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  • prequel

    "Top blog/Renato Obeid's World/Today's pick: This rambling weblog is worth reading not so much for its satirical posts but more for its insight into the minutiae of life in Lebanon, including the etiquette of road accidents and how to hire a taxi.” -Jane Perrone, The Guardian

    Friday, August 29, 2003  
    (edited version)

    Oh, say can you see, by the dawn's early light,
    What so proudly we hailed at the twilight's last gleaming?
    …Gave proof through the night that our flag was still there.
    The Star Spangled Banner
    (Francis Scott Key)

    On Thursday 14 August some sixty million people across North-eastern America commemorated President George W Bush Day (also known as The Festival of No Lights) in the form of massive state-wide electricity blackouts.
    The man of the hour, President Bush, made a live address to the nation – reassuring them that it was not the end of the world.
    My parallel counter-address to the American people is, quite simply, “get a life and stop blaming Canada!” – its not use blaming them, as far as I know they don’t even have electricity!
    Furthermore, I don’t think my welcoming Americans to the real world is schadenfreude – it’s an astonishing fact that more people today are living in the dark than during the Dark Ages!
    This is merely how the “other half” live!
    It certainly doesn’t warrant the blanket Breaking (so-called) News! coverage it received on U.S television!
    The “star” of that coverage would have to be CNN’s Wolf Blitzer who offered
    what I’d consider pretty obvious advice in the form of “a warning to viewers using candles – don’t let them spill over”.
    First of all, that’s pretty elementary and furthermore it’s a non sequitur - if you're actually using candles then you wont be actually watching television in that you wont have the electricity to watch TV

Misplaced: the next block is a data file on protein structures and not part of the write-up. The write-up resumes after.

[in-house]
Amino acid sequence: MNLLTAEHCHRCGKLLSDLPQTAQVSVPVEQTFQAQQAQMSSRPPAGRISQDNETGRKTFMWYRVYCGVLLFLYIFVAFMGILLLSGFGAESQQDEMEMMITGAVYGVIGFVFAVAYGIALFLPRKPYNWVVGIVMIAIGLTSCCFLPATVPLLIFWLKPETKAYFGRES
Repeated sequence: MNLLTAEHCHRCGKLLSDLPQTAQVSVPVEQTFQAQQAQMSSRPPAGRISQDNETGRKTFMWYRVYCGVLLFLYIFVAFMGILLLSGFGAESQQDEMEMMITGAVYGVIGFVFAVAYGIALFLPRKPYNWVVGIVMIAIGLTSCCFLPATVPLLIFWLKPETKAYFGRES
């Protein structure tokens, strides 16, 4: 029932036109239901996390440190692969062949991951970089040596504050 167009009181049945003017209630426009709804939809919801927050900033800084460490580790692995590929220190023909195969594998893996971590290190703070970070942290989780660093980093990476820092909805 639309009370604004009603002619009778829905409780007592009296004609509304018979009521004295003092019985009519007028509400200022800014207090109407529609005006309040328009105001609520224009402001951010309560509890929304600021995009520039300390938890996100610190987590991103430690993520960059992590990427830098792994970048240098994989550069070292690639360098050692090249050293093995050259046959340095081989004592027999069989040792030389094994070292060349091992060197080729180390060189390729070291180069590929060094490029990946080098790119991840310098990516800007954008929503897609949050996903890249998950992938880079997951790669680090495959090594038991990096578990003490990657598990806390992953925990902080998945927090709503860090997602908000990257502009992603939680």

And also its very low-tech advice from CNN – the polar opposite of the high tech involved in putting CNN to air and the polar opposite of the techno babble they usually bombard us with (yet very welcome respite).
    Which just goes to show how in this high- tech era we can go from A to Z almost instantaneously and all it takes is just for the power to go out.
    We’ve got all this technology but we don’t have the technology to actually be able to handle life without this technology - i.e. during a power failure when all that technology becomes useless and CNN, one of the most technologically advanced outfits on the planet, resorts to Candle Information which is pretty much all they can do in these circumstances.
    Nobody here in Lebanon (where I am at the moment) needs that sort of information – although the civil war here ended more than twelve years ago we still have irregular power supply and daily power outages.
    You certainly wont see wall-to-wall Breaking News! coverage on Lebanese television of power outages (even if they’re affecting entire cities)!
    Actually, strictly hypothetically though as we’re a long way away from this, what you probably would get is wall-to-wall Breaking News! coverage in the very unlikely eventuality of power “inages” so to speak – that is electricity being on in entire cities.